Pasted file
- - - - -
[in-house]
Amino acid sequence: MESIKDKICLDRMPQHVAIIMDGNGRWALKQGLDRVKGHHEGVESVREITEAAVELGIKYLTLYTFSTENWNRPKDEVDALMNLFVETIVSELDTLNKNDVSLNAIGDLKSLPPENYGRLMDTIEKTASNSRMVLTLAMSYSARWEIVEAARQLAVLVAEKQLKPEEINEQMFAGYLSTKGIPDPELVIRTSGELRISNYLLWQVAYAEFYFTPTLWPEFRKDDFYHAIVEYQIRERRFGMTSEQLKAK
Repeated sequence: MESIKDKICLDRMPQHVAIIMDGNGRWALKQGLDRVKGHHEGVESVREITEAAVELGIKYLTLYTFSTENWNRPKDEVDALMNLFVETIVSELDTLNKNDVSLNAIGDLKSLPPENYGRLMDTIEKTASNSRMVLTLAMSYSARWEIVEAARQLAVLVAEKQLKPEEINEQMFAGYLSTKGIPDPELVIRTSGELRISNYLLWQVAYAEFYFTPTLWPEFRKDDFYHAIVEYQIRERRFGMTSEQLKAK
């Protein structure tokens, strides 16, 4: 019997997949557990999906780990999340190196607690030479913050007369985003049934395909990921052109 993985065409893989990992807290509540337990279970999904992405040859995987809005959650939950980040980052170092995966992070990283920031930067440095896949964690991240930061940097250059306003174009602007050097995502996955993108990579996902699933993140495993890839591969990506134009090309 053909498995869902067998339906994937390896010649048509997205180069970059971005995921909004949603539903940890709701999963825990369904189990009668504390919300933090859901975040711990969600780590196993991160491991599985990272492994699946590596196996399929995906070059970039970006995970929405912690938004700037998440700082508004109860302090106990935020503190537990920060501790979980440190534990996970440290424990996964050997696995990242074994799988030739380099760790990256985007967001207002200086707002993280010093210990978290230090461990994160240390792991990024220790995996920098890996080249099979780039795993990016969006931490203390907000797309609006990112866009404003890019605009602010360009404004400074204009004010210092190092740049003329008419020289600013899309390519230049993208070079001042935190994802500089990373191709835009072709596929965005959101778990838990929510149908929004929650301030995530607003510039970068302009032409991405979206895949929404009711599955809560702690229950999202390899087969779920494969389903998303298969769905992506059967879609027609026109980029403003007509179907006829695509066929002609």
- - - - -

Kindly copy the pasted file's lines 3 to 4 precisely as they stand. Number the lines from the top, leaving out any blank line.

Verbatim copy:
Repeated sequence: MESIKDKICLDRMPQHVAIIMDGNGRWALKQGLDRVKGHHEGVESVREITEAAVELGIKYLTLYTFSTENWNRPKDEVDALMNLFVETIVSELDTLNKNDVSLNAIGDLKSLPPENYGRLMDTIEKTASNSRMVLTLAMSYSARWEIVEAARQLAVLVAEKQLKPEEINEQMFAGYLSTKGIPDPELVIRTSGELRISNYLLWQVAYAEFYFTPTLWPEFRKDDFYHAIVEYQIRERRFGMTSEQLKAK
């Protein structure tokens, strides 16, 4: 019997997949557990999906780990999340190196607690030479913050007369985003049934395909990921052109 993985065409893989990992807290509540337990279970999904992405040859995987809005959650939950980040980052170092995966992070990283920031930067440095896949964690991240930061940097250059306003174009602007050097995502996955993108990579996902699933993140495993890839591969990506134009090309 053909498995869902067998339906994937390896010649048509997205180069970059971005995921909004949603539903940890709701999963825990369904189990009668504390919300933090859901975040711990969600780590196993991160491991599985990272492994699946590596196996399929995906070059970039970006995970929405912690938004700037998440700082508004109860302090106990935020503190537990920060501790979980440190534990996970440290424990996964050997696995990242074994799988030739380099760790990256985007967001207002200086707002993280010093210990978290230090461990994160240390792991990024220790995996920098890996080249099979780039795993990016969006931490203390907000797309609006990112866009404003890019605009602010360009404004400074204009004010210092190092740049003329008419020289600013899309390519230049993208070079001042935190994802500089990373191709835009072709596929965005959101778990838990929510149908929004929650301030995530607003510039970068302009032409991405979206895949929404009711599955809560702690229950999202390899087969779920494969389903998303298969769905992506059967879609027609026109980029403003007509179907006829695509066929002609």